cropped-self-logo-threescreenshot-from-2013-12-08-2156392 ADULT MATERIAL







Frank says, “I read your last two stories in the Ravin’ Times.

They was kinda crude.”


Hank: Well, I found ’em funny.


Frank: Yeah, but you were pretty far gone.


Hank:  What cha mean by that?


Frank: I mean all this talk of menstruating women and ass



Hank: Well, women do menstruate… and in the bush there

are animals. And some animals think the female’s

in heat…. You know this. And there’s no where to

hide up here – unless you build a foxhole. No bathrooms

up here, either. So it’s hard for the gals to be

dainty about personal matters… And ass sniffin’?

Have you ever watched the preacher crawl

around Matilta’s shoes?… when she lays the

whip on and gives him confession.


Hank: Yeh, I hear you. He needs a taste of the whip.

He sure can use some purifyin’.


Frank: You should know. You’ve been reading all his

porn for the past 2 1/2 years… And hiding it

from the preacher all the while.


Hank: Yup, that’s sure put his nose out of joint

all right. He’s mad as hell at me.  Heh. Heh.


Frank: I’ve heard ya slappin away in the night.

You’re almost as sick as he is.


Hank: Nah, come on! That’s perfectly natural.

Sick’s not the right word… There’s a

word for it…”


Frank: Yeah, “pervert”! That’s the word for

what you’ve been doing all through

these long winter nights. And the sounds

you mak… Whew!


Hank: That’s coming from you. If you‘re calling

me a pervert, I must be in really

bad shape. Maybe I should see a doctor.


Frank:   Or see Matilda. She’ll set you straight.

There are no doctors around here,

but she knows exactly what you  need.


Hank: I guess.


Frank: More important, you don’t have to admit it…

(No one needs to know). But I know and you know…

She knows exactly what you want.


That got Hank thinkin. He rested his chin in his hand

and he stared off into empty space – like the sculpture in Paris

from that fella, Rodin. To be honest, Hank didn’t look as

intelligent as that sculpture called, “The Thinker.” 

I think all he was seeing was the Great Beyond, like my

aunt Ruth.

My dad used to say, “There’s nothing wrong with Ruth, except

When you look into her eyes you see

the Great Beyond.”


Staring off into the distance and lookin’ at

Nothing much, this’d get Hank agitated. And when

Hank got agitated, his hands would twitch a bit.

And twitching of his hands, that was a sign. A sign that

In no time at all, he’d scuttle off and start digging.

Digging his tunnel towards the East, as if there

was some Great Hurry about the whole thing,

Each time he began his frantic digging, well…

There was no talking to him after that.

Someone should tell him that the East is

4,000 miles away.


There was only the quick sound of his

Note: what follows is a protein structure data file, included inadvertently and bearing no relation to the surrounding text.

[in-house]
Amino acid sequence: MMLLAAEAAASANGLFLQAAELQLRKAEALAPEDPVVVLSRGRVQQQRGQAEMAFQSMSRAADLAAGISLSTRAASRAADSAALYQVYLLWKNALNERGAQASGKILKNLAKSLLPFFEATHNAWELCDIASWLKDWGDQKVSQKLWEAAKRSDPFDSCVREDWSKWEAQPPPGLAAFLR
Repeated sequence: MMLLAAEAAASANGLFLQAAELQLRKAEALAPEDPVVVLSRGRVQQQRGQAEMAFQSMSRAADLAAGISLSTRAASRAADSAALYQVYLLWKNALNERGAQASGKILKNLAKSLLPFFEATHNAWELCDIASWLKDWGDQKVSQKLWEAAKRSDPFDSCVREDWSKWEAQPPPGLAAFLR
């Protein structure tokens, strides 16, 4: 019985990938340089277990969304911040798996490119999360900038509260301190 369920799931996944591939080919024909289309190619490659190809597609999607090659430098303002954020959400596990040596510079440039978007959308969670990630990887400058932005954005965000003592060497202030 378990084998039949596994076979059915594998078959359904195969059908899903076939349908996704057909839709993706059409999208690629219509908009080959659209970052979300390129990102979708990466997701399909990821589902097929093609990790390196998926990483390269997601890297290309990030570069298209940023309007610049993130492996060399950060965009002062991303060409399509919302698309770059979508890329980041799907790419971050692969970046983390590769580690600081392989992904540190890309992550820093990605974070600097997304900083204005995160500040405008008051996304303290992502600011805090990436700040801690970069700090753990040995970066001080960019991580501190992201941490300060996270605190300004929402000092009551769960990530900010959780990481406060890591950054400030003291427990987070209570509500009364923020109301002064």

shovel and the occasional scrape of it when he hit

the rebar.



(C)2016 by W.G. Milne




* * *









CASE:  A young adult has said something ugly and defamatory

about a professional person in a public place. There are





Slander is actionable through the principles of tort law.


The principles of tort are as follows. (1) negligence (2) the fiction of

the “reasonable man” (3) damages.


The question is asked as follows: “What would a reasonable man

do under similar circumstances?”


If a reasonable man did the action to you (the relevant action – ie: said

that you called him ‘filthy beast’ when you did not, and he said it in public

in a professional (your profession) situation in front of witnesses,

would said reasonable man foresee that you would suffer damages?


If a reasonable man, as judged by the court, would forsee

that you would suffer damages if he spoke thus in public,

then the defendant would be

liable… he would be ordered to pay you damages in money,

to the extent that the damages are assessed by the court.


Now in this situation, in my opinion, a Court would rule

that a reasonable man would forsee that you would suffer

damages. So the question would be quantitative. How much

are the damages the plaintiff (you) suffered – how much are they



Pretty simple principle, but there are lots or areas

for argument.


Now the question of the young adult’s age comes in to it.

Generally speaking parents are liable for the damages

created by their child. But this will have to be

researched further.


Slander when it is defamation becomes a criminal

offence. Malicious slander is also criminal.

Civil suit will follow if the defendant is found guilty of

a criminal action. The burden of proof in a civil

action is – “on the balance of probabilities”.


In criminal law, the burden of proof is “beyond a reasonable

doubt,” which is a higher standard and more difficult to prove.

I’ve always liked tort law. You can be creative. One of the first

things you have to do in tort, is find out whether the parents

have enough cash to make the action worthwhile, or to find

out what insurance the parents have – then the insurance

company is added as a defendant.


TORT LAW can be fun and you can be creative in pursuing an action.

Of course, this brief talk reveals just the tip of the iceberg.





W.G. Milne